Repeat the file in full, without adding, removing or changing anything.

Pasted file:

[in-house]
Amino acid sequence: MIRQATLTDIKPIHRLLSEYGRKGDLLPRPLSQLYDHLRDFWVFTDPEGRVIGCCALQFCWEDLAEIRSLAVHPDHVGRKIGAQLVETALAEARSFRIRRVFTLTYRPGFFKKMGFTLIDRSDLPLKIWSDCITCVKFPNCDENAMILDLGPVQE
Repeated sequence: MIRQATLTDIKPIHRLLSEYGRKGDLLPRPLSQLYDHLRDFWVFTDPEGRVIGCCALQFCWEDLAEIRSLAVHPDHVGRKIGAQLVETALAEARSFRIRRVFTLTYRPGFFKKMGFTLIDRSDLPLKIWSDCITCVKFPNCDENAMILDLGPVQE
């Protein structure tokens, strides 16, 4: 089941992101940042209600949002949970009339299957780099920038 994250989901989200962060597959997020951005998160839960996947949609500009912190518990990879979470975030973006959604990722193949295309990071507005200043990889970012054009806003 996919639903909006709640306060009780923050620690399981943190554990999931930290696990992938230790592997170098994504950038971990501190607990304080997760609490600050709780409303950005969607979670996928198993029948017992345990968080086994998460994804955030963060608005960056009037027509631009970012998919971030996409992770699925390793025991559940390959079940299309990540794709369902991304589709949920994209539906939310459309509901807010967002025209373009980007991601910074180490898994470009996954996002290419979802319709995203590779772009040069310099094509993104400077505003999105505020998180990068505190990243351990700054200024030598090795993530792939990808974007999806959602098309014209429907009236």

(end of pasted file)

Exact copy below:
[in-house]
Amino acid sequence: MIRQATLTDIKPIHRLLSEYGRKGDLLPRPLSQLYDHLRDFWVFTDPEGRVIGCCALQFCWEDLAEIRSLAVHPDHVGRKIGAQLVETALAEARSFRIRRVFTLTYRPGFFKKMGFTLIDRSDLPLKIWSDCITCVKFPNCDENAMILDLGPVQE
Repeated sequence: MIRQATLTDIKPIHRLLSEYGRKGDLLPRPLSQLYDHLRDFWVFTDPEGRVIGCCALQFCWEDLAEIRSLAVHPDHVGRKIGAQLVETALAEARSFRIRRVFTLTYRPGFFKKMGFTLIDRSDLPLKIWSDCITCVKFPNCDENAMILDLGPVQE
């Protein structure tokens, strides 16, 4: 089941992101940042209600949002949970009339299957780099920038 994250989901989200962060597959997020951005998160839960996947949609500009912190518990990879979470975030973006959604990722193949295309990071507005200043990889970012054009806003 996919639903909006709640306060009780923050620690399981943190554990999931930290696990992938230790592997170098994504950038971990501190607990304080997760609490600050709780409303950005969607979670996928198993029948017992345990968080086994998460994804955030963060608005960056009037027509631009970012998919971030996409992770699925390793025991559940390959079940299309990540794709369902991304589709949920994209539906939310459309509901807010967002025209373009980007991601910074180490898994470009996954996002290419979802319709995203590779772009040069310099094509993104400077505003999105505020998180990068505190990243351990700054200024030598090795993530792939990808974007999806959602098309014209429907009236």